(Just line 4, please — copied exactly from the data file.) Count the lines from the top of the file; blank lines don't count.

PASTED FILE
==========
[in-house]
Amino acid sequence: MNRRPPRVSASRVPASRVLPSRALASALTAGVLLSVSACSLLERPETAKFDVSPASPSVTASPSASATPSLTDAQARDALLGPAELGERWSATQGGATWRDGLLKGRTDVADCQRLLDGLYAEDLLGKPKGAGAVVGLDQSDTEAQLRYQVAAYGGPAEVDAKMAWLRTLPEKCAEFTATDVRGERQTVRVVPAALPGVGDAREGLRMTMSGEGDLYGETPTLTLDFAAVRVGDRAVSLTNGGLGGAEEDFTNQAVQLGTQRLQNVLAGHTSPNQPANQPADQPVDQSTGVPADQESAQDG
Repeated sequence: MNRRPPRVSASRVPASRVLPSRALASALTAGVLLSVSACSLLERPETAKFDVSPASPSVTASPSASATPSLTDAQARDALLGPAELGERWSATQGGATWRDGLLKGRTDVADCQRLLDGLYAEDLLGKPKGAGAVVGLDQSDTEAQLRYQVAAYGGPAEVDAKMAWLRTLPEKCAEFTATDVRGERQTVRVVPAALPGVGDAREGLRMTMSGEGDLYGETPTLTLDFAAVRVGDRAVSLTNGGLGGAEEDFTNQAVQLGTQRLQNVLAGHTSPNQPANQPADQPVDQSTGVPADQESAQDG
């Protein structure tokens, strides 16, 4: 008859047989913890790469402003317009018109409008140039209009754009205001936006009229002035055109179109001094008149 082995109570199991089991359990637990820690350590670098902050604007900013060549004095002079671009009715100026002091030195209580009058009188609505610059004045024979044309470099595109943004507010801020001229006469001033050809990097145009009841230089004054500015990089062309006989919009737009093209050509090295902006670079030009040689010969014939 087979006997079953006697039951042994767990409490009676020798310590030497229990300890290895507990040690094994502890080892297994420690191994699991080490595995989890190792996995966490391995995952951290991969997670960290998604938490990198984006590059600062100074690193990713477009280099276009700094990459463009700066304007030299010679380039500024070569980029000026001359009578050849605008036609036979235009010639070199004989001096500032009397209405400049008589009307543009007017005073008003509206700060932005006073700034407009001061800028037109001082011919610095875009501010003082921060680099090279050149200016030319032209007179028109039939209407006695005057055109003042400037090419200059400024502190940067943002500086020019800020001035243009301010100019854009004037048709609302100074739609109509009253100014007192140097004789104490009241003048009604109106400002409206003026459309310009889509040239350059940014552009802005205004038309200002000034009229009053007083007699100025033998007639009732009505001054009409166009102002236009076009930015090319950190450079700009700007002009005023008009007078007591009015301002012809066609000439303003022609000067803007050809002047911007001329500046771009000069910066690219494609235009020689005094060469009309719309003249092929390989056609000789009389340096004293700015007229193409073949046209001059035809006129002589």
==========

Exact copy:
């Protein structure tokens, strides 16, 4: 008859047989913890790469402003317009018109409008140039209009754009205001936006009229002035055109179109001094008149 082995109570199991089991359990637990820690350590670098902050604007900013060549004095002079671009009715100026002091030195209580009058009188609505610059004045024979044309470099595109943004507010801020001229006469001033050809990097145009009841230089004054500015990089062309006989919009737009093209050509090295902006670079030009040689010969014939 087979006997079953006697039951042994767990409490009676020798310590030497229990300890290895507990040690094994502890080892297994420690191994699991080490595995989890190792996995966490391995995952951290991969997670960290998604938490990198984006590059600062100074690193990713477009280099276009700094990459463009700066304007030299010679380039500024070569980029000026001359009578050849605008036609036979235009010639070199004989001096500032009397209405400049008589009307543009007017005073008003509206700060932005006073700034407009001061800028037109001082011919610095875009501010003082921060680099090279050149200016030319032209007179028109039939209407006695005057055109003042400037090419200059400024502190940067943002500086020019800020001035243009301010100019854009004037048709609302100074739609109509009253100014007192140097004789104490009241003048009604109106400002409206003026459309310009889509040239350059940014552009802005205004038309200002000034009229009053007083007699100025033998007639009732009505001054009409166009102002236009076009930015090319950190450079700009700007002009005023008009007078007591009015301002012809066609000439303003022609000067803007050809002047911007001329500046771009000069910066690219494609235009020689005094060469009309719309003249092929390989056609000789009389340096004293700015007229193409073949046209001059035809006129002589």